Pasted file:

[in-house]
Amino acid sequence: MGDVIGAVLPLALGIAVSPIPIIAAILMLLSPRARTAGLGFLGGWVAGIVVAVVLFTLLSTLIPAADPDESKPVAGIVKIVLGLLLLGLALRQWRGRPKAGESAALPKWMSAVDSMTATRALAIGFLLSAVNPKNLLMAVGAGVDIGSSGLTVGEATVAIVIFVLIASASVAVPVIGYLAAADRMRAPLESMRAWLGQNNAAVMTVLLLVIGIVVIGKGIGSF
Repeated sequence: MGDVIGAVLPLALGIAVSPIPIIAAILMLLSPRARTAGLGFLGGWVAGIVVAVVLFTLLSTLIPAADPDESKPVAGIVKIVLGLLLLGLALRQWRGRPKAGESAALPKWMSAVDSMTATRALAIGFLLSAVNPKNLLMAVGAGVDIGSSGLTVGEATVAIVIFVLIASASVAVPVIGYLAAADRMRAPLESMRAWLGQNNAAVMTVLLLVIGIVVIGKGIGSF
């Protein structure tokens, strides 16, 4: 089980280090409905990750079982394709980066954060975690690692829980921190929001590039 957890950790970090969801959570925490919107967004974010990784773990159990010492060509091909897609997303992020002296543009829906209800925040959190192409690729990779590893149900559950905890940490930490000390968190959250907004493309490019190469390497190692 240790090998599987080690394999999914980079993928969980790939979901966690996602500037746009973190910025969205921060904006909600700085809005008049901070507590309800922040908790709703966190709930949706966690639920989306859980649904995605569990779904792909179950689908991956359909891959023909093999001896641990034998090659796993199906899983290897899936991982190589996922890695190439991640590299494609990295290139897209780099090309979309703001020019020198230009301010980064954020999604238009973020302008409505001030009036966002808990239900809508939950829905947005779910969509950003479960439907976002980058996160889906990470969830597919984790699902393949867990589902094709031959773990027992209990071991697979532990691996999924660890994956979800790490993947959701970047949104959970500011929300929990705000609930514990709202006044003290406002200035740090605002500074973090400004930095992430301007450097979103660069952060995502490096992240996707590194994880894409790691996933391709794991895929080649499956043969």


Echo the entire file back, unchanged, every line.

[in-house]
Amino acid sequence: MGDVIGAVLPLALGIAVSPIPIIAAILMLLSPRARTAGLGFLGGWVAGIVVAVVLFTLLSTLIPAADPDESKPVAGIVKIVLGLLLLGLALRQWRGRPKAGESAALPKWMSAVDSMTATRALAIGFLLSAVNPKNLLMAVGAGVDIGSSGLTVGEATVAIVIFVLIASASVAVPVIGYLAAADRMRAPLESMRAWLGQNNAAVMTVLLLVIGIVVIGKGIGSF
Repeated sequence: MGDVIGAVLPLALGIAVSPIPIIAAILMLLSPRARTAGLGFLGGWVAGIVVAVVLFTLLSTLIPAADPDESKPVAGIVKIVLGLLLLGLALRQWRGRPKAGESAALPKWMSAVDSMTATRALAIGFLLSAVNPKNLLMAVGAGVDIGSSGLTVGEATVAIVIFVLIASASVAVPVIGYLAAADRMRAPLESMRAWLGQNNAAVMTVLLLVIGIVVIGKGIGSF
């Protein structure tokens, strides 16, 4: 089980280090409905990750079982394709980066954060975690690692829980921190929001590039 957890950790970090969801959570925490919107967004974010990784773990159990010492060509091909897609997303992020002296543009829906209800925040959190192409690729990779590893149900559950905890940490930490000390968190959250907004493309490019190469390497190692 240790090998599987080690394999999914980079993928969980790939979901966690996602500037746009973190910025969205921060904006909600700085809005008049901070507590309800922040908790709703966190709930949706966690639920989306859980649904995605569990779904792909179950689908991956359909891959023909093999001896641990034998090659796993199906899983290897899936991982190589996922890695190439991640590299494609990295290139897209780099090309979309703001020019020198230009301010980064954020999604238009973020302008409505001030009036966002808990239900809508939950829905947005779910969509950003479960439907976002980058996160889906990470969830597919984790699902393949867990589902094709031959773990027992209990071991697979532990691996999924660890994956979800790490993947959701970047949104959970500011929300929990705000609930514990709202006044003290406002200035740090605002500074973090400004930095992430301007450097979103660069952060995502490096992240996707590194994880894409790691996933391709794991895929080649499956043969």